Jo Gilroy, group sustainability director at Balfour Beatty, shares an update on the company’s ongoing journey towards the zero carbon construction site of the future at the Royal Botanic Gardens Edinburgh
We have some exciting news to share. For the first time on a live Balfour Beatty site, we’ve gone all electric.
For a duration of six weeks, our team working to deliver our Edinburgh Biomes project at the Royal Botanic Gardens Edinburgh recently trialled a fleet of all electric plant, pushing the boundaries of what is possible and familiarising ourselves with the next generation of telehandlers, excavators, dumpers and wackers.
One of the key challenges that we have faced revolves around electric vehicle charging infrastructure and availability of viable charging stations.
As you can imagine, most battery-powered plant is considerably smaller than diesel plant and therefore only offers enough power for around four-to-six hours of work before it needs recharging.
In addition, as with electric cars and vans, electric plant is far more expensive to hire or purchase than traditional diesel machinery. However, reduced fuel costs and maintenance requirements can make it considerably more cost-effective in the long run. We must also consider that upfront costs are only going to reduce as the industry climbs aboard the electric bandwagon!
There is no doubt that the switch to electric will require changes to the way in which we plan and manage our sites on day-to-day basis. We’ll need to take action and ensure that we’re charging our electric plant overnight and utilising our Power Profiler tool – which recommends the most cost and carbon efficient site compound set up, wherever possible.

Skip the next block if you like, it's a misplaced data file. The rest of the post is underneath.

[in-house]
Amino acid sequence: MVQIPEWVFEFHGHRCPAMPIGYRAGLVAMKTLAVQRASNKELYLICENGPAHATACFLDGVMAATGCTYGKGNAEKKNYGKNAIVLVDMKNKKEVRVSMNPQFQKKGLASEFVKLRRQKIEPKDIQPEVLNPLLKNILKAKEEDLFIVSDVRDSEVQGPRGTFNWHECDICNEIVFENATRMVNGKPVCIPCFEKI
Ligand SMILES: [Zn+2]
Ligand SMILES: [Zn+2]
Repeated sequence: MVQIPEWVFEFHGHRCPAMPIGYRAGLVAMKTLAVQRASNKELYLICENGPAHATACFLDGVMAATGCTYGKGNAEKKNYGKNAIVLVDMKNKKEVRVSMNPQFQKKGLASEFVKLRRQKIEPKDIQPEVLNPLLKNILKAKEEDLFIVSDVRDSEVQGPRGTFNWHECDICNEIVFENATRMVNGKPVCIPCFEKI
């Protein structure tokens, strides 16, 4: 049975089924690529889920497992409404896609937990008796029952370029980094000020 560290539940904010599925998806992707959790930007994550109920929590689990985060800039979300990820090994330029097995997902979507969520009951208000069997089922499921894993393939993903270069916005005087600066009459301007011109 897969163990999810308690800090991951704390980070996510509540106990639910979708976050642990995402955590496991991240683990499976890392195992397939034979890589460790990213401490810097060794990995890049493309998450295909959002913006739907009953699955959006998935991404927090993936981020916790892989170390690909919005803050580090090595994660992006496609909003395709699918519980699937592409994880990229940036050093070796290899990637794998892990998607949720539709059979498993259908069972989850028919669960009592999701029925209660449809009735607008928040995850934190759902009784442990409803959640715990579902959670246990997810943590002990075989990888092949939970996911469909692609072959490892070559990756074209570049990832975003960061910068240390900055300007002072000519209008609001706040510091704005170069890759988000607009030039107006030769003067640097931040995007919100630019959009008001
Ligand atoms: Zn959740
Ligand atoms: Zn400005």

So undoubtedly, there are compromises and hurdles to overcome. However, clearly, one of the main advantages of electric over diesel plant is that they produce zero emissions. This is not only a clear step in the right direction for the construction sector, but it also means that they can operate in enclosed spaces or on smaller sites without additional ventilation and carbon monoxide monitoring.
We have also noticed a clear difference in terms of air quality, and noise pollution too. In fact, the machinery is so quiet during standard operations, our operating procedures and safety training will need to be updated to keep our workforce safe!
However, in spite of all these benefits, all-electric plant isn’t yet a realistic option for our bigger sites, or for heavy plant. The required infrastructure does not currently exist to accommodate a fully electric fleet on a large scale, without a mains grid connection.
That’s why our view is that, for heavy plant, the priority for the industry has to be to accelerate the energy transition to hydrogen rather than rely on electric providing the solution. We are leading the way in making combustion engines work with hydrogen fuel for medium-sized plant such as telehandlers and traditional diggers, through our partnership with JCB and Sunbelt Rentals.
We are also working with GeoPura and Siemens Energy on hydrogen fuel cells to generate power without an electrical connection.
The potential of this work is huge. Replacing diesel generators with hydrogen would see a significant reduction to our carbon footprint, given that 46% of our sites sampled use diesel generators to power temporary accommodation units on site.
Decarbonising the plant used on construction sites is an area that is moving quickly. The giant leap of faith we have just taken at the Zero Carbon Construction Site is one that has been challenging but more than worthwhile. Using smaller and medium sized electric plant is definitely something we will continue to pursue, utilising a mix-and-match approach to help determine the best possible solutions for the future.